The Internet of Things (IoT) involves the systematic interconnection of technology, making ordinary devices and appliances capable of interacting to make life easier. It takes things like alarms, lights, and refrigerators and allows them to communicate with other devices and alter the dynamics in your home. There are also smart cars in development that can detect sensors placed alongside the road to help avoid crashes.
But the new phenomenon, The Internet of Me (IoM), is a much more person-centric concept. Essentially, it asks the question, “What can smart technology do for me?” It’s the idea that technology can cater to the individual by gathering information on them, perhaps through the use of wearable devices, and then adapt itself to their habits, preferences and desires.
What Kind of Tech Can We Expect?
The IoM involves tech that focuses entirely on the person. So far, we’ve seen this come to fruition in the form of varying degrees of fitness devices and activity trackers. Other devices can monitor your sleep and help you adapt a better cycle at night. And one that is expected to hit the market soon is a monitor that tracks a baby’s nutrition intake through its bottle.
One of the biggest fields open to the IoM is healthcare. Biotechnology could see an abundance of devices in the near future that allow people to essentially monitor their own health through IoM technology. Rather than visiting the doctor for a checkup you’ll just slap a wearable around your wrist or on your chest to monitor your heart and provide status updates on your health.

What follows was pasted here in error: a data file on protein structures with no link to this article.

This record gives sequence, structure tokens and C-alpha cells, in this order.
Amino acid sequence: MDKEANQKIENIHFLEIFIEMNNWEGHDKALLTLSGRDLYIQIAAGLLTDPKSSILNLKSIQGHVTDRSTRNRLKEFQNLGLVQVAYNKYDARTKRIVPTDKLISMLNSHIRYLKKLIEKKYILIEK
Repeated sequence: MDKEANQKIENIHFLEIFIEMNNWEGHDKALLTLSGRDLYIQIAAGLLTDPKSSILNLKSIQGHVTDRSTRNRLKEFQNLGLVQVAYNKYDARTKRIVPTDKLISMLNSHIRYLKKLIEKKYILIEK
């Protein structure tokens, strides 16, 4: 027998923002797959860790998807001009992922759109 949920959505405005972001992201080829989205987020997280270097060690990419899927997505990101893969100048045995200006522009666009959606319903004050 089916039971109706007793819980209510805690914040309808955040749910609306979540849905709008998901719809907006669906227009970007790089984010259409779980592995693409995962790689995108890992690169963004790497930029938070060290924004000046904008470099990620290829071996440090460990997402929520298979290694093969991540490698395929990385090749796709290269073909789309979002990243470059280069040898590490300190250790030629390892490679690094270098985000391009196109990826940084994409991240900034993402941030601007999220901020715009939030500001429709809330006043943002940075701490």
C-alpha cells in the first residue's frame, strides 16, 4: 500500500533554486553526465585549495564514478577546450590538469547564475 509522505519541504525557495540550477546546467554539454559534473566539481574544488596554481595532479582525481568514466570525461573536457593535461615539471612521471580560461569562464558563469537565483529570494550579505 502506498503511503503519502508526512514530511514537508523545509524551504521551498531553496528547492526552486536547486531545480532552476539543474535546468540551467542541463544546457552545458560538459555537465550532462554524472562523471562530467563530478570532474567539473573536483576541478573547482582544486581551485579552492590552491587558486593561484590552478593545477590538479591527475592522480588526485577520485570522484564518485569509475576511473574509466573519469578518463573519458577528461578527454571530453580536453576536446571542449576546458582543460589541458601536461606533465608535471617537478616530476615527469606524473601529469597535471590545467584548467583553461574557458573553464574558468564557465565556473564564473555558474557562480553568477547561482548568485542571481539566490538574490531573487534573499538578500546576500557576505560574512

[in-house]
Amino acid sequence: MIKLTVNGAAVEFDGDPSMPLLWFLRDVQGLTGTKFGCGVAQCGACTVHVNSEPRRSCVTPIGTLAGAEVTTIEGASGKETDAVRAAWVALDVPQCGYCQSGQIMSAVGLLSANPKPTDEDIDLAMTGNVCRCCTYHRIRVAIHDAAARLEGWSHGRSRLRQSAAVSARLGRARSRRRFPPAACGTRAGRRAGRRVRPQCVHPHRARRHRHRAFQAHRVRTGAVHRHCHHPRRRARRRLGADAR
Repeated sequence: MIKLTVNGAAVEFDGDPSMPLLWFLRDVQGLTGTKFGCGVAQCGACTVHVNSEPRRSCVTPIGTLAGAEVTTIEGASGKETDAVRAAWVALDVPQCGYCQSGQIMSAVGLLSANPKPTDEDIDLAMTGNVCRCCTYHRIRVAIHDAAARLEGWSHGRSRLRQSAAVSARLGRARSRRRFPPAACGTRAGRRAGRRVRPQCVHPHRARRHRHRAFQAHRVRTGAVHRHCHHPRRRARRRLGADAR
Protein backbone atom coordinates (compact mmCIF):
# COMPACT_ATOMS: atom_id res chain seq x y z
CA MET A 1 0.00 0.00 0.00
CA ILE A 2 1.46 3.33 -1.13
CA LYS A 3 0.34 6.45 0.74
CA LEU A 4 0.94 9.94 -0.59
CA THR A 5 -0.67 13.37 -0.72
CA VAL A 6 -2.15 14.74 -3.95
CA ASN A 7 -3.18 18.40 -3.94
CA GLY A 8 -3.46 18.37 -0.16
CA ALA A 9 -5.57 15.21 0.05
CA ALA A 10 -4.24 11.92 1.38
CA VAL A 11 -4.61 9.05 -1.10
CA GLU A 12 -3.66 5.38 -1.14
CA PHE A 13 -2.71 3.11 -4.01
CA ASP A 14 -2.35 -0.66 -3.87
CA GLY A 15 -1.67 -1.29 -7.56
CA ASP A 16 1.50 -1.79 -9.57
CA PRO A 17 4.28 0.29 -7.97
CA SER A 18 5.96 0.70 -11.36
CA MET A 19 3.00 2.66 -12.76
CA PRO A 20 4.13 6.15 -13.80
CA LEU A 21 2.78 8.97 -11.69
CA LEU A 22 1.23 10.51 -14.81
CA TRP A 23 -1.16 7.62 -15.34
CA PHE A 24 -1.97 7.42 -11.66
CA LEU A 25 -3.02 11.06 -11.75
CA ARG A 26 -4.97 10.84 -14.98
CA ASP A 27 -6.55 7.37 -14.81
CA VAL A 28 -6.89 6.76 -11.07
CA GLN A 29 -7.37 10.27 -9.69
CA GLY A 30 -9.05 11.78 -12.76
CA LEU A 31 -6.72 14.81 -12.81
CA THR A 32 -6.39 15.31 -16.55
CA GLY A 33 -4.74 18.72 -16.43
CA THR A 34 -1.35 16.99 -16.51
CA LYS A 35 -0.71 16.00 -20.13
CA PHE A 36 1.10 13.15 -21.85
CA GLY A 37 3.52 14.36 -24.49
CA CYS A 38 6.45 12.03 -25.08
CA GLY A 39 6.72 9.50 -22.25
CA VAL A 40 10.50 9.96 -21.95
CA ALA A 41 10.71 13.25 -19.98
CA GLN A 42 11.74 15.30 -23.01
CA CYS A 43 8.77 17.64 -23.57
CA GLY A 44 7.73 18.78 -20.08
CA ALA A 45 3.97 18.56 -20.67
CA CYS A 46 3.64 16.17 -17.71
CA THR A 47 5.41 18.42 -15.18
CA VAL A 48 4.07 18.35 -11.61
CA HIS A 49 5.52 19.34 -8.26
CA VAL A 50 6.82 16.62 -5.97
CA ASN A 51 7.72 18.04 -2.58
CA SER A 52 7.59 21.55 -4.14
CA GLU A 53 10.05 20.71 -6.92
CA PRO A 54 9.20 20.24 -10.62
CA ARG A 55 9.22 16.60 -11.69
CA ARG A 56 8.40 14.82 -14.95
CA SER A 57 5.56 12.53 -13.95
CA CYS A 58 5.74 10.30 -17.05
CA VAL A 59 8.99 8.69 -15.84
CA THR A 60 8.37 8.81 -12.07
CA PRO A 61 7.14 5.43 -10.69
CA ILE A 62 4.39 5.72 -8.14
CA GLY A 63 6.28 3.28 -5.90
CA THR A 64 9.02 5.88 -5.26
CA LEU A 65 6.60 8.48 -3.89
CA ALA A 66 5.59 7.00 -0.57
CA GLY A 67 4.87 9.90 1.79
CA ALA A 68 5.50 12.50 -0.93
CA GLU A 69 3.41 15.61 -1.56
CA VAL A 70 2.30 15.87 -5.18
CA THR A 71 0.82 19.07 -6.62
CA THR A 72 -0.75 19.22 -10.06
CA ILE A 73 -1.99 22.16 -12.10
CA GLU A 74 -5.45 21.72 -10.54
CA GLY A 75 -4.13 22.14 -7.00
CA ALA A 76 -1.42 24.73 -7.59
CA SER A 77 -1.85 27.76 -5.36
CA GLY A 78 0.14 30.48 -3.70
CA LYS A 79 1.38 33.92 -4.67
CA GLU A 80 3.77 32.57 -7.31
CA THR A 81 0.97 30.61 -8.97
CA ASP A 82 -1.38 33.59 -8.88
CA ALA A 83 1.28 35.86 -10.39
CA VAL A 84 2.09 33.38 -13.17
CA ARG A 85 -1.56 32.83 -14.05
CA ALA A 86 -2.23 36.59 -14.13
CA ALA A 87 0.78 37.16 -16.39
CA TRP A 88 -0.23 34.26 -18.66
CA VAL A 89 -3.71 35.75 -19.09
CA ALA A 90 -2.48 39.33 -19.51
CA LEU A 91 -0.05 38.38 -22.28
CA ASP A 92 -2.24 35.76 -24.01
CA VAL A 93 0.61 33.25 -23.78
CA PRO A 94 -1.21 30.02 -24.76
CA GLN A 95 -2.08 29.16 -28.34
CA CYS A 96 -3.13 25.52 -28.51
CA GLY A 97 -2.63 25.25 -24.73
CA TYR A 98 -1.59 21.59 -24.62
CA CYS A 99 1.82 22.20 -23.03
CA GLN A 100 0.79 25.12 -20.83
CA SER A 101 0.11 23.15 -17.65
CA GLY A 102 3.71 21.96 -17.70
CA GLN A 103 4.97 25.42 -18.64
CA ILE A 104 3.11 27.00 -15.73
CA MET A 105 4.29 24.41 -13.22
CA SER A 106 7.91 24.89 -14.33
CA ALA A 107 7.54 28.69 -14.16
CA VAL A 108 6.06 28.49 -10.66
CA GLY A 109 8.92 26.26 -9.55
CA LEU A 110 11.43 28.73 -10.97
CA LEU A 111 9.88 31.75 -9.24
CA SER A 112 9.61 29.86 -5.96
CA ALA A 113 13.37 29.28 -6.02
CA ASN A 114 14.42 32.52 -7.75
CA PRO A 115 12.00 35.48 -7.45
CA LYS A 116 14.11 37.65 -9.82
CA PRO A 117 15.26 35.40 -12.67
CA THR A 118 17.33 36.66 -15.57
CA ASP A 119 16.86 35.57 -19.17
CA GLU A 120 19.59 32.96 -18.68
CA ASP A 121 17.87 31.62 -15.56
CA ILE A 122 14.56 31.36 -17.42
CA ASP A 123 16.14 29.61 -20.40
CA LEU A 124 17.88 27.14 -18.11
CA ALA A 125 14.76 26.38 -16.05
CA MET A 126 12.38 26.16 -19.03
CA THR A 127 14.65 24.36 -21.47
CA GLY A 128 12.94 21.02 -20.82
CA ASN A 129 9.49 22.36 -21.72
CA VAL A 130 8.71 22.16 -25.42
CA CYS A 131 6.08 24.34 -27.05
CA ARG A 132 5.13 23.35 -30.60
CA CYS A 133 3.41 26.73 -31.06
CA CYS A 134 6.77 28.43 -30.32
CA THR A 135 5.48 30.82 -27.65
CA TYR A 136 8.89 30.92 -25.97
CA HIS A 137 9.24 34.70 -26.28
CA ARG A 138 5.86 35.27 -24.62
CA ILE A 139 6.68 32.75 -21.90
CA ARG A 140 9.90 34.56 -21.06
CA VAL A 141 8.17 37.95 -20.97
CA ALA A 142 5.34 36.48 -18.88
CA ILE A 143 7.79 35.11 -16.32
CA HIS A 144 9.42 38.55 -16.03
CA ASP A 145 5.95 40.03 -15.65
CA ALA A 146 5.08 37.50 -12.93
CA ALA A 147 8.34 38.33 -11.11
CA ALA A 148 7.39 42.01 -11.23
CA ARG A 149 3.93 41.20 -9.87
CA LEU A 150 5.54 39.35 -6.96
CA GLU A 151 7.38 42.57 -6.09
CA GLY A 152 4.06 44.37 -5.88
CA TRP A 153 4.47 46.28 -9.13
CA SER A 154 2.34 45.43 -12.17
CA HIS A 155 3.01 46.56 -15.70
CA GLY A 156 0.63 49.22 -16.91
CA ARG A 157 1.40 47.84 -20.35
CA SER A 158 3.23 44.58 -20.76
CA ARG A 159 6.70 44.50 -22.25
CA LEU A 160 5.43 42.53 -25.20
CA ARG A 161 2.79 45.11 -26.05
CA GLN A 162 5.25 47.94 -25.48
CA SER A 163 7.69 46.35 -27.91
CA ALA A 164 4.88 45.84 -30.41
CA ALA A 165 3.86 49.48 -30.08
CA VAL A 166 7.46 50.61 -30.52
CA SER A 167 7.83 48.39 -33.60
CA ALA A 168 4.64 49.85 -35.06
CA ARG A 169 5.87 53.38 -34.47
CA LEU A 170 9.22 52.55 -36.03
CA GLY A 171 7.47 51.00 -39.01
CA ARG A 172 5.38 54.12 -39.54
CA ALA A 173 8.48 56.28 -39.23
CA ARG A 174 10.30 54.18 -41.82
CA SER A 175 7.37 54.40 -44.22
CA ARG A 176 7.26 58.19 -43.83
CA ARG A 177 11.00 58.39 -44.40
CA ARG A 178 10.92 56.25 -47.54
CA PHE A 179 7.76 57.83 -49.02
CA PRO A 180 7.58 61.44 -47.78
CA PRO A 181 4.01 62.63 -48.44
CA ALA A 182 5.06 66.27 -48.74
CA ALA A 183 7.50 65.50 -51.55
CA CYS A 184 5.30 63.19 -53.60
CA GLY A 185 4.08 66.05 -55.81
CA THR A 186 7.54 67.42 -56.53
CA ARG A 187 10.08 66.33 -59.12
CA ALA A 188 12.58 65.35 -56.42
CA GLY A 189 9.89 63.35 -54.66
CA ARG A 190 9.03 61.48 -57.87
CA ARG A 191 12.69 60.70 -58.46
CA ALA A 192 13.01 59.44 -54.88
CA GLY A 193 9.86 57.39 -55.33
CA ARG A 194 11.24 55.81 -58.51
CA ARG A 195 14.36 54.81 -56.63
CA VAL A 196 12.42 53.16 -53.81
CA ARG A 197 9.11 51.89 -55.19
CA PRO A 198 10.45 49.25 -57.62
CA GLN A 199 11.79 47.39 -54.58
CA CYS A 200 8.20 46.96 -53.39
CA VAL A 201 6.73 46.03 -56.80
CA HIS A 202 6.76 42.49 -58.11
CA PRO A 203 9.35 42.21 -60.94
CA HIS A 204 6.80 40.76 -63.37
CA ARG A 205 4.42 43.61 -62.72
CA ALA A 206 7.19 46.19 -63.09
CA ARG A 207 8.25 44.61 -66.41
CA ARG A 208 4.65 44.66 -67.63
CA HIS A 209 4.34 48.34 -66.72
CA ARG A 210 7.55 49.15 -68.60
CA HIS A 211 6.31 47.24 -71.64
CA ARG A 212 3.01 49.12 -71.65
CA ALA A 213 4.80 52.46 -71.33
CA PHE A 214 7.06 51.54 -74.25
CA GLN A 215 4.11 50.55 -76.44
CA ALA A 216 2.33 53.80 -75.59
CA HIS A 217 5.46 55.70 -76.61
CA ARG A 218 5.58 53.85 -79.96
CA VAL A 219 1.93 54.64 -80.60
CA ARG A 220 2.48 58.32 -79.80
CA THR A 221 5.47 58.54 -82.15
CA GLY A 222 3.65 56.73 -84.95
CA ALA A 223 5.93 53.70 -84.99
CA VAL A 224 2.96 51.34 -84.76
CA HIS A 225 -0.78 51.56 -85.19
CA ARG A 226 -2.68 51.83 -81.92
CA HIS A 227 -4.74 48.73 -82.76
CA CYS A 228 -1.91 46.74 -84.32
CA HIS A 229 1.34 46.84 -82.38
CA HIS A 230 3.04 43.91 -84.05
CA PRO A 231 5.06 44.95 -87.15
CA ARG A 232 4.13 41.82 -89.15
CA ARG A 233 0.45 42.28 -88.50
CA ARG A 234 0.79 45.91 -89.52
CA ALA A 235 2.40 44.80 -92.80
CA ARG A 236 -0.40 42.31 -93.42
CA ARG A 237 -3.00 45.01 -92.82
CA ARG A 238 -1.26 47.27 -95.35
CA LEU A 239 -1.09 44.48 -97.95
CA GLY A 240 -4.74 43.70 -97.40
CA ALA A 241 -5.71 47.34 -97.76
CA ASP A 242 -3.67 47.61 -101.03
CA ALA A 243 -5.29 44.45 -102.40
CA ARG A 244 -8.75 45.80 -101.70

The wearables could potentially be used to monitor stress levels at work, help with serious conditions like diabetes by tracking insulin intake, or even telling you what mood you’re in.
The IoM Will Could Enhance Lives
The IoM seems like the logical conclusion to reach since we started on the path of creating the IoT. What it could potentially mean for overall health and wellbeing is still up for debate, but it’ll be hard to find someone against easier ways to keep people out of the doctor’s office. Imagine a device that could detect a heart attack before it happens and how it might help save lives.
The human propensity to look for ways to make things easier for us does occasionally turn up some pretty great ideas, these being some of them. While the focus seems to be placed on how the IoM will improve healthcare, there will no doubt be other effects in the future. Maybe one day our wearables will track our eating habits, connect to kitchen appliances, and find a way to fix our favorite meals for us before we even get home from work. A guy can dream, right?
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